Are you like some of my patients who get to work early, leave late, and bring work home over the weekend? Do you feel antsy, guilty, and even unwell when you’re not working? Are you going to be laboring this Labor Day instead of taking the day off to relax with your family and/or friends? If you answered yes to these questions, you could have what’s now being termed leisure sickness and you could be headed for some serious health problems or even a shortened life!
Leisure sickness is an actual set of symptoms that has developed from our “workaholic” culture – not unlike withdrawal symptoms. Webster’s Dictionary has even nominated it for the “2010 Word of the Year”!
Recent research has now shown that healthy work habits are just as important to your fitness as good nutrition and exercise. But you don’t need to take a week in the mountains, or an expensive trip to Venice, to add some beneficial relaxation to your life. Allow me to give you some suggestions on how to relax in small bundles every day so that you can reset a normal work/relax pattern and decrease your risk of serious health complications.
Take Micro-Vacations Every Day!
One of the easiest ways to adopt some healthy relaxation/work habits is to add some exercise into your work day. Calling on your “relaxation response”, even if it’s for a short period of time, will help you mentally turn off your job, re-energize you, turn off the “flight or fight response” from stress, and help you relax. Here are some things I tell my patients to try:
- Get away. From your desk/computer, or whatever your job is, for even 5 minutes a few times a day. Do some stretching exercises, run in place for a few minutes. If your place of work will allow it, bring a mini rebounder to work and use it 5 minutes here and there throughout the day. Share it with your co-workers!
- Go Outside. Take a walk, do 15 minutes of exercise outdoors if the weather allows. Many studies show that going out in nature around trees, flowers, and other plants, even for a short while, relieves stress almost immediately.
- Park Farther Away. If possible, park farther away from your work and allow yourself a few extra minutes to walk in and walk back every day.
- Take the Stairs. If you work in a several story building, take the stairs to and from your job, if possible. If you’re way up on the 57th floor, gradually work into this by walking a few flights every day and taking the elevator from that floor.
- Resolve Work Conflicts. Nothing can stress you out more at work than having conflicts with co-workers or even your work itself. Try to resolve as much of these problems as possible and learn how to leave the rest at work when you leave for the day.
Relaxing at home doesn’t have to take up the entire day either. Here are a few things you can do to give yourself a little vacation here and there:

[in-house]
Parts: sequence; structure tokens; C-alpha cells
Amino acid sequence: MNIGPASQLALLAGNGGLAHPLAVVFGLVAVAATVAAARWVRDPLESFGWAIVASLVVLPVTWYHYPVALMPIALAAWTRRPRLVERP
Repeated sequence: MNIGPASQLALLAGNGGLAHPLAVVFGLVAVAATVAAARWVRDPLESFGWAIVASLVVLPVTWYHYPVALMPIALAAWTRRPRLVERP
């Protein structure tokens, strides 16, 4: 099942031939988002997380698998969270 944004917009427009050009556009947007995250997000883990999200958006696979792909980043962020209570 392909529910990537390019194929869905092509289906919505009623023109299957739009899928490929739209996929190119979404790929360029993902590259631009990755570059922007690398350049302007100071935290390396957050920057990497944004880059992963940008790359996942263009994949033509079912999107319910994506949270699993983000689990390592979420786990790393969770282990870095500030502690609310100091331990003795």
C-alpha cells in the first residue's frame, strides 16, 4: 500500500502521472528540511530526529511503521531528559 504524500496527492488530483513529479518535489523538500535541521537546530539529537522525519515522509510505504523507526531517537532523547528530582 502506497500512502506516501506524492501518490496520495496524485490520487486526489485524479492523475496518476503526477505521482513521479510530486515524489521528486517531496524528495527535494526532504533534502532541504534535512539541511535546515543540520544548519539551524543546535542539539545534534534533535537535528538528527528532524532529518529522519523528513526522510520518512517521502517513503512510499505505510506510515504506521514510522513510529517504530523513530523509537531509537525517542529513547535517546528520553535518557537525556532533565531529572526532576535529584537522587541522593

- Take a nap. New research out of Harvard shows that people who take 20-30 minute naps during the day at least 2-3 times a week decreased their risk of coronary disease by 37%! Even confining your naps to the weekends, you can still reap the benefits!
- Just Be. For many of my patients, just sitting still doing absolutely nothing for a few moments a day is very difficult! However, New York University researchers have shown that this type of “wakeful resting” is beneficial to your memory and your mental processing functions. To be effective, sit still, take a few deep, slow breaths, count to 10, put a pleasant “picture” in your mind like a beach at sunset, the mountains, and just hold that for about 5 minutes.
- Regular exercise. As always, I recommend that you engage in some regular, “movement” exercise every day, like walking, riding a bicycle, swimming, golfing, for at least 30 minutes a day. Nothing de-stresses the body like regular exercise. You might even sign up for a Zumba or Tai Chi class!
- Get A Massage. Either go to a professional masseuse for a 30-60 minute massage or trade massages with your spouse or significant other.
- Schedule a Day Off. If you’re a workaholic and truly do get leisure sickness, you need to re-train yourself to relax! Take a day off from work here and there and learn how to pull away from your work one day at a time. Find something to do that interests you for the day and go do it! Don’t take work-related calls and don’t bring work home.
As I tell my patients, working more than 50 hours a week is not good for your physical or mental health. With today’s economy, however, many people have been forced into working 2 jobs to make ends meet. Even more important, then, is to take some “you” time and learn how to balance the demands of your work schedule with a beneficial relaxation schedule.
Start to think of relaxation as a necessity rather than a luxury, as it is necessary to relax and enjoy your life as much as it is necessary to work and support your life. The health benefits of relaxing, even in micro increments every day, are enormous and ones you shouldn’t overlook! Have a great and relaxing Labor Day!